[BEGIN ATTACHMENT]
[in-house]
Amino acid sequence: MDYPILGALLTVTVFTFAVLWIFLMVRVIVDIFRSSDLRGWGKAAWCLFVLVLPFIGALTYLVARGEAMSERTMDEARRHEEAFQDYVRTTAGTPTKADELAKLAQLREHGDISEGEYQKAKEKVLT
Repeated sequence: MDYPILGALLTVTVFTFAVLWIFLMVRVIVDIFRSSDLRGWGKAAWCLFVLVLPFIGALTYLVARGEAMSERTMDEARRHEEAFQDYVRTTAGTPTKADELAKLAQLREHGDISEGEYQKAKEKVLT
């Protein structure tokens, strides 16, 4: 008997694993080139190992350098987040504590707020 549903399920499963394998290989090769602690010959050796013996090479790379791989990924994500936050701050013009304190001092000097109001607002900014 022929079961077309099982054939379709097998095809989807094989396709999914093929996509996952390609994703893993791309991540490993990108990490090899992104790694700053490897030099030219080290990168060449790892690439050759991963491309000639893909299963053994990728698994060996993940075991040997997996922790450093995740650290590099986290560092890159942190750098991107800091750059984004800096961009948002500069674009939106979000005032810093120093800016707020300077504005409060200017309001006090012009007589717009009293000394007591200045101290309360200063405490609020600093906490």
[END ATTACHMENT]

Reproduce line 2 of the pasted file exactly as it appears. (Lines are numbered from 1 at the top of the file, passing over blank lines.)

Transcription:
Amino acid sequence: MDYPILGALLTVTVFTFAVLWIFLMVRVIVDIFRSSDLRGWGKAAWCLFVLVLPFIGALTYLVARGEAMSERTMDEARRHEEAFQDYVRTTAGTPTKADELAKLAQLREHGDISEGEYQKAKEKVLT